as themselves and it allows for unverified information and non-professional opinions to arise. It

has never been easier to access these opinions and this information as a lot of the social media

apps and sites are free and do not require that users show their identity or verify any information

they provide. The reason this has aided in the spreading and growth of “fake news” is that social

media allows everyone, regardless of their identity or credentials, to post information. It also has
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never been easier or more accessible for other people to read and obtain this newly propagated

information (Batchelor, 2017). Some may argue that there has always been misinformation and

that changes in the standards of journalistic integrity are the source of this rise in “fake news.”

One author, Brian Morton explains a biological taxidermical report that had no basis of evidence

and was inconsistent with his own research and when he was forced to contact the publishing

company (Morton, 2018). However there has always been sources where information is not

reviewed thoroughly enough and it depends on the standards of each publishing company,

however the issue with social media is that anyone can use it for their own purposes with no

rules or guidelines to follow. Political parties have started using this to their own advantage in

order to gain media coverage and control narrative headlines, showing that anyone can use social

media for whatever purpose due to the few restrictions that they have in place (Pennycook, &

Rand, 2018). Another argument is that social media actually helps people and can be used for

educational purposes for Universities and that it is a way that people can relay information to

each other and to the public (Curran, 2012). However, what this argument fails to address is that

there is almost never any disclaimer on information on social media that relays the fact that the

information provided may not have been verified or that it is just an opinion. Social media is a

huge proponent in the propagation of “fake news” and the increasingly problematic nature of it.

Fake news has a large effect on people’s ability to recalibrate their mindset. When people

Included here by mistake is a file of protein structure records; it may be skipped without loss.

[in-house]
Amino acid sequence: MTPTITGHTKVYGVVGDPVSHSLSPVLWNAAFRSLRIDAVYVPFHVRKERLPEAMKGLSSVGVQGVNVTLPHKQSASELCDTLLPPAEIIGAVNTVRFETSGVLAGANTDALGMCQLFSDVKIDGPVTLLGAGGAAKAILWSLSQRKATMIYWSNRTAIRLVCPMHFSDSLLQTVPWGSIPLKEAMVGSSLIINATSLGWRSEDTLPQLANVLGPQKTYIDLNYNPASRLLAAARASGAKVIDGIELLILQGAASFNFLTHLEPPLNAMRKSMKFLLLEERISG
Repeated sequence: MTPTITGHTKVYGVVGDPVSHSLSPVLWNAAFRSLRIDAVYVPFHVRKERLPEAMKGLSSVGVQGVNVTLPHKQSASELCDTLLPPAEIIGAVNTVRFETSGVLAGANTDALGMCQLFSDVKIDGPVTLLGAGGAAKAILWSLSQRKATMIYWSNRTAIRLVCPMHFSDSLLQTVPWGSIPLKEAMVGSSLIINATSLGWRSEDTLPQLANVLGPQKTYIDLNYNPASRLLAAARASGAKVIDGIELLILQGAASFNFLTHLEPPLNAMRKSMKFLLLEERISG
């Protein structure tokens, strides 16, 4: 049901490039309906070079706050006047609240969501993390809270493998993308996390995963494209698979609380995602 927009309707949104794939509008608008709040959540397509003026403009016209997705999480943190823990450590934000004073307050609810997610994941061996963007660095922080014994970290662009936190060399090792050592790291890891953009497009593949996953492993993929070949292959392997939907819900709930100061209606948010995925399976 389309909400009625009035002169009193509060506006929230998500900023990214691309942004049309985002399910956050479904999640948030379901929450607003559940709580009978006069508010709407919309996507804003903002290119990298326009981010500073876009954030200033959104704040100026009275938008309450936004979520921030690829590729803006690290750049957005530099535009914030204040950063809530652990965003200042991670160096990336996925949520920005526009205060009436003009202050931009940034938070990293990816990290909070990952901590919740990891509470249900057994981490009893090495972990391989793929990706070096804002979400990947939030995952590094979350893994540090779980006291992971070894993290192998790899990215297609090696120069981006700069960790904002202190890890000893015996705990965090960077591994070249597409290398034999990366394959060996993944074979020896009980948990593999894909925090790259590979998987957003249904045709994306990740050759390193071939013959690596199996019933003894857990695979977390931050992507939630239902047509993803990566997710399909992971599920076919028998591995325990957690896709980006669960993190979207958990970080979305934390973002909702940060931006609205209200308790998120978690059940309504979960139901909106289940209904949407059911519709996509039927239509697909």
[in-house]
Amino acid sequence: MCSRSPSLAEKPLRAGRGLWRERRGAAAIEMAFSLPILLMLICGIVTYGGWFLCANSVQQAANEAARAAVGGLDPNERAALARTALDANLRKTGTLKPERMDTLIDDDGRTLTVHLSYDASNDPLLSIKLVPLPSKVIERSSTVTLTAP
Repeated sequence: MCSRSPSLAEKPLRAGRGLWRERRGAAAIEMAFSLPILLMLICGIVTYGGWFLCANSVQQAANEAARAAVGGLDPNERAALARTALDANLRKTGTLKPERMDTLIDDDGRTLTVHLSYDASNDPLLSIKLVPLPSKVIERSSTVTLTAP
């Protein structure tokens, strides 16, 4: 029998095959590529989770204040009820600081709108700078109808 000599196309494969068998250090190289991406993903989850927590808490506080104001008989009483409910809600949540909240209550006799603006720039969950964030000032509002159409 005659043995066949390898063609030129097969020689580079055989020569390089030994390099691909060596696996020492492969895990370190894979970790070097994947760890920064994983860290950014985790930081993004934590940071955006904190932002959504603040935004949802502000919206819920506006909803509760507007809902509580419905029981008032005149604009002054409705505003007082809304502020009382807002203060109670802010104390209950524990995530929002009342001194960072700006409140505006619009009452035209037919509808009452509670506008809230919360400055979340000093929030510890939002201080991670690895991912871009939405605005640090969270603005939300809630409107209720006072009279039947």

obtain information they instantly make associations and connections and they begin to develop

opinions about the topic and other topics that may have affiliations with the information.

Authors De Keersmaecker and Roets argue that while it is very easy to implant false information

in a reader’s head, it may be even harder to remove (De Keersmaecker, & Roets. 2017). These

authors argue that initial impressions structure and form our opinions and these formed ideas
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make it harder for us to change our mind and reform informational connections that we make. De

Keersmaecker and Roets cite a study done by Ross, Lepard, and Hubbard that suggested that

initial impressions are very difficult to dispel and they create confusion and hard to reverse

attitude change within an individual (De Keersmaecker, & Roets. 2017). A different suggested

reason for concern about fake news is how it affects our memories and social network. Memory

is not very trustworthy as a means of storing information and on social media when unchecked

memories are shared it can cause a butterfly effect and create confusion when individual and

shared memories cross (Spinney, 2017). Author Spinney cites an online community that is

convinced that Nelson Mandela had died in prison in the 1980s, even though he had a much

longer life and ended up living until 2013 and even obtained the South African presidency

(Spinney, 2017). The reasoning here is that when social networks and memories overlap that is

when an attitude and mindset is established and this is difficult to overturn and correct. While

this may contribute to the problem of fake news, the larger issue is still the initial reaction and